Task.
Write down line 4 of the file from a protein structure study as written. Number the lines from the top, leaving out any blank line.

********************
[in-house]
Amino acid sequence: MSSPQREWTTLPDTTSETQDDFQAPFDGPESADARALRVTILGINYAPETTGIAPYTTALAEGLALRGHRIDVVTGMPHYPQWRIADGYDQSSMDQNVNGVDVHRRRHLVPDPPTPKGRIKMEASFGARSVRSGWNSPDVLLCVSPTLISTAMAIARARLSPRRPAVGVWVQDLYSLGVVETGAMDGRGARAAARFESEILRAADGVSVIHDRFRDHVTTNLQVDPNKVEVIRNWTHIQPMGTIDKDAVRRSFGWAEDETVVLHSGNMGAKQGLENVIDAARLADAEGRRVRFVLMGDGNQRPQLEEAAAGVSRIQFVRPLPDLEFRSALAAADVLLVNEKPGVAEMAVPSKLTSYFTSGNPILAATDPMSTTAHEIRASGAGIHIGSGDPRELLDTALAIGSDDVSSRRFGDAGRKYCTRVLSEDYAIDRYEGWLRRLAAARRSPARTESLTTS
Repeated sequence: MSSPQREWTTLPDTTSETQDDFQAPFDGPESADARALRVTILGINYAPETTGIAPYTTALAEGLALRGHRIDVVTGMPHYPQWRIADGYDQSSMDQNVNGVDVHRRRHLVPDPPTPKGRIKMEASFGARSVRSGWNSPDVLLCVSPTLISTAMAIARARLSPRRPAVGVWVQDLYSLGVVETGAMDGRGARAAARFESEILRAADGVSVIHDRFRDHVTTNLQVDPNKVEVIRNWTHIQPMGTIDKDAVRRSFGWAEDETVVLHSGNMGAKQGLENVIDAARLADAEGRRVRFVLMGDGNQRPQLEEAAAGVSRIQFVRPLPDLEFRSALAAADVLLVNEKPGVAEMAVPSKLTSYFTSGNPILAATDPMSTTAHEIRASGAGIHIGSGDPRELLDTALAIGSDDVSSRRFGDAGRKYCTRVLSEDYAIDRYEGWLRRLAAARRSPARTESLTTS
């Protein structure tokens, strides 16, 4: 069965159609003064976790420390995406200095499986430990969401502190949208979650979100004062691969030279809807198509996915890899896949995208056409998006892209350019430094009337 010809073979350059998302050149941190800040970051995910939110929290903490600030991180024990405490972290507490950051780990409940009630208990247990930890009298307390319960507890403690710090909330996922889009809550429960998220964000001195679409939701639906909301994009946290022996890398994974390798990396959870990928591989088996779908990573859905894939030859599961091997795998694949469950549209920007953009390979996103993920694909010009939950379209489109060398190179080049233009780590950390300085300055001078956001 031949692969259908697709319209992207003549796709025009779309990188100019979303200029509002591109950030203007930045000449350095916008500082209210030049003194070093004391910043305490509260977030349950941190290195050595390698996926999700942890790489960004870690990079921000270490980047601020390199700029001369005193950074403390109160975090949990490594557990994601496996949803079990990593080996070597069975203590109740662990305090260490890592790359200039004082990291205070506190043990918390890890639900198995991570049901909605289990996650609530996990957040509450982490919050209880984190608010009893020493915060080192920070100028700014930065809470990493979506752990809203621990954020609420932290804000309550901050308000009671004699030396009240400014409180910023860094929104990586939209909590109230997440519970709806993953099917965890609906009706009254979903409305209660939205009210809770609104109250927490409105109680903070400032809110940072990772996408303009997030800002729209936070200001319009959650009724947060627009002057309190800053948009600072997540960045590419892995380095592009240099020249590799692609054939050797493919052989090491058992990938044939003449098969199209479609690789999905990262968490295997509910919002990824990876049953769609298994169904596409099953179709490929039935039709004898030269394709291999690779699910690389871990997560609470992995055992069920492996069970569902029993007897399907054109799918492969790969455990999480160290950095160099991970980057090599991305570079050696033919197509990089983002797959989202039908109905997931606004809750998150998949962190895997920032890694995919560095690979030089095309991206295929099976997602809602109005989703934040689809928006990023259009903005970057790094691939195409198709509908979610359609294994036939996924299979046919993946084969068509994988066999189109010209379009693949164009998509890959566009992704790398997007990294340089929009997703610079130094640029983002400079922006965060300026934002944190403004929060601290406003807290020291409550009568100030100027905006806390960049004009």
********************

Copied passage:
């Protein structure tokens, strides 16, 4: 069965159609003064976790420390995406200095499986430990969401502190949208979650979100004062691969030279809807198509996915890899896949995208056409998006892209350019430094009337 010809073979350059998302050149941190800040970051995910939110929290903490600030991180024990405490972290507490950051780990409940009630208990247990930890009298307390319960507890403690710090909330996922889009809550429960998220964000001195679409939701639906909301994009946290022996890398994974390798990396959870990928591989088996779908990573859905894939030859599961091997795998694949469950549209920007953009390979996103993920694909010009939950379209489109060398190179080049233009780590950390300085300055001078956001 031949692969259908697709319209992207003549796709025009779309990188100019979303200029509002591109950030203007930045000449350095916008500082209210030049003194070093004391910043305490509260977030349950941190290195050595390698996926999700942890790489960004870690990079921000270490980047601020390199700029001369005193950074403390109160975090949990490594557990994601496996949803079990990593080996070597069975203590109740662990305090260490890592790359200039004082990291205070506190043990918390890890639900198995991570049901909605289990996650609530996990957040509450982490919050209880984190608010009893020493915060080192920070100028700014930065809470990493979506752990809203621990954020609420932290804000309550901050308000009671004699030396009240400014409180910023860094929104990586939209909590109230997440519970709806993953099917965890609906009706009254979903409305209660939205009210809770609104109250927490409105109680903070400032809110940072990772996408303009997030800002729209936070200001319009959650009724947060627009002057309190800053948009600072997540960045590419892995380095592009240099020249590799692609054939050797493919052989090491058992990938044939003449098969199209479609690789999905990262968490295997509910919002990824990876049953769609298994169904596409099953179709490929039935039709004898030269394709291999690779699910690389871990997560609470992995055992069920492996069970569902029993007897399907054109799918492969790969455990999480160290950095160099991970980057090599991305570079050696033919197509990089983002797959989202039908109905997931606004809750998150998949962190895997920032890694995919560095690979030089095309991206295929099976997602809602109005989703934040689809928006990023259009903005970057790094691939195409198709509908979610359609294994036939996924299979046919993946084969068509994988066999189109010209379009693949164009998509890959566009992704790398997007990294340089929009997703610079130094640029983002400079922006965060300026934002944190403004929060601290406003807290020291409550009568100030100027905006806390960049004009």